Adding these foods for the best line of defence as you begin to age.
A little while ago, a neighbour visited my home at 7.30 am in complete distress.She was a family friend and needed to speak to my partner about her husband. Her husband’s dementia had become unmanageable at home on her own, and she struggled to come to terms with sending him into a nursing home. I could sympathise with her feelings of being a disloyal wife, sending her husband off when things got tough. But it was tough. This woman was in her 70’s — there was no choice. But it was hard; it would be hard for anyone to make that final decision with their children. Dementia is tough on the sufferer but excruciatingly painful on the family. It can be painful when your partner or parent does not remember who you are. Watching the onset of deterioration until death befalls them is one of the most heartbreaking transitions which no one can prepare you for. Several studies have been conducted on what could prevent the onset of dementia — which may provide some relief for those susceptible to this disease, and antioxidants seem to be the way forward. A high level of particular carotenoid antioxidants in your blood can help to guard against age-related dementia. Individuals with higher levels of antioxidants, lutein+zeaxanthin and beta-cryptoxanthin, are less likely to have dementia than peers with lower antioxidants. Investigators have found Lutein and zeaxanthin in leafy green vegetables like kale, spinach, broccoli and peas. This study was published in Neurology. Antioxidants may help us protect our brains from oxidative stress, which can cause cell damage. This study analysed data from 7283 participants at least 45 years old at baseline for 16–17 years. This analysis concluded — higher levels of lutein+zeaxanthin had a reduced risk of dementia among those 65 and older in models adjusted for lifestyle. Although these vitamins were beneficial at vastly different levels, Vitamins A, E, and lycopene also provided protective effects. Unfortunately, experts are not yet ready to promote the accurate levels of antioxidants needed to promote healthy brain ageing. Therefore, more research will be required to delve deeper to establish the necessary levels of antioxidant intake through diet and supplementation.
Key take away
What can you eat to increase the healthy ageing of your brain? By eating a diet filled with antioxidants! Although there are currently no recommendations for specific supplementation — why not start by eating better, exercising and leading a healthier lifestyle? It’s not hard to understand that today’s typical standardised diet is causing inflammation throughout our lifetime. The more we indulge in highly proceed food, the easier it will become for our bodies to start wearing down, allowing disease to flourish. Although this is no guarantee of success — it’s better than doing absolutely nothing or leaving it up to your doctor’s final diagnosis. Start doing what you can with diet and exercise; you will be way above most people. Here’s the lowdown on what foods will help keep your brain healthy (according to WebMD).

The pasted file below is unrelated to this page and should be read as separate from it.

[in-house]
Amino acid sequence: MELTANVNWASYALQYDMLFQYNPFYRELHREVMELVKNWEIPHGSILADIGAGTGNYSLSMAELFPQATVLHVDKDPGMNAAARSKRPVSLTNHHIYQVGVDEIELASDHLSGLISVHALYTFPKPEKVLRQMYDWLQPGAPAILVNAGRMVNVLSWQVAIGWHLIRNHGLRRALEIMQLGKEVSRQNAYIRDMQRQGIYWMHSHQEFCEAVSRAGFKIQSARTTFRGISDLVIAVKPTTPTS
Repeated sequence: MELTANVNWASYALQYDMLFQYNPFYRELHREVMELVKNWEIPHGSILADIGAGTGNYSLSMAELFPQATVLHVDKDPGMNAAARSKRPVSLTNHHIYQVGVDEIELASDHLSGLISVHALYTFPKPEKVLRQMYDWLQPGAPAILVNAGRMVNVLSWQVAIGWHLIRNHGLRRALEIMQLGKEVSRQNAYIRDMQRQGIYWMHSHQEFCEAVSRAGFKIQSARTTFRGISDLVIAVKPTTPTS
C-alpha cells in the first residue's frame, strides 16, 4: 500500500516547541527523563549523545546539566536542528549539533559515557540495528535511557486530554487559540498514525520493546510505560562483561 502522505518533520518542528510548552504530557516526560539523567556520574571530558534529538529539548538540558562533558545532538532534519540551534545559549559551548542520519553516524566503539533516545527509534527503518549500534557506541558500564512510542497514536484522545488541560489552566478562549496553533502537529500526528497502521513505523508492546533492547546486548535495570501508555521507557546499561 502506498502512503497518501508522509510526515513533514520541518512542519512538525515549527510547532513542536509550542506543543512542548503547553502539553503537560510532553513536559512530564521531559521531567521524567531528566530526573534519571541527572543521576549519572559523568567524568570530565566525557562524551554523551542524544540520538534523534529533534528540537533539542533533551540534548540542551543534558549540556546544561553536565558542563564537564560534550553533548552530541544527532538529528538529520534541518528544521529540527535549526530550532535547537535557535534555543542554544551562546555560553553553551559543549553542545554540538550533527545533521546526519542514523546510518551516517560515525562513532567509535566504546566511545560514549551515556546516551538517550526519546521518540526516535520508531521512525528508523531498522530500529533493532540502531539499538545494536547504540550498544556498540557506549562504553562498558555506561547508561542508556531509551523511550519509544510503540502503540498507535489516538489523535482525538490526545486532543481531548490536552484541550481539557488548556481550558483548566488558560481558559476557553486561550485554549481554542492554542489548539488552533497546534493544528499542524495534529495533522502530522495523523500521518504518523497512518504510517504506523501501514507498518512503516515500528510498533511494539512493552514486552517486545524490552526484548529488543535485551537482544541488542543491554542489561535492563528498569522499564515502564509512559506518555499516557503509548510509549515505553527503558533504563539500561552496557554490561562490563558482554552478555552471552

One: Vegetables and grains
Eating salads or vegetables three times a day is ideal. Add spinach, kale, collard greens, and other rich green vegetables into your salad or vegetable mix. I particularly love baking my veggies and enjoy raw salads during the summertime. Dress your salads with antioxidant-rich olive oil and vinegar (preferably apple cider), and don’t forget to add avocado! If you intermittently fast, add a rich green smoothie, including spinach, berries, protein powder, collagen, and a tiny bit of banana. This is a great way to get in more greens and make it easy for your digestive system to absorb the nutrients. Add those whole grains regularly as well.
We all love to snack between meals, but make them healthy by munching on nuts, blueberries, and strawberries as they keep your brain alert and energy levels high.
Three: Plant protein
You don’t have to give up meat entirely, but make it a priority to eat more fish and eliminate as much red meat as possible. Beans such as lentils are high in protein and filled with fibre. In addition, as they are lower in saturated fat than meats, they can lessen the impact of inflammation.
Four: If you need a diet — go Mediterranean or DASH
These nutritional plans are sound and provide you with all the nutrient-rich food you need to lead a healthy & disease-free lifestyle. These are designed to prevent or slow down brain decline as we age. As you can see, brain decline primarily results from inadequate dietary intake. Making the necessary changes could change your life for the better.
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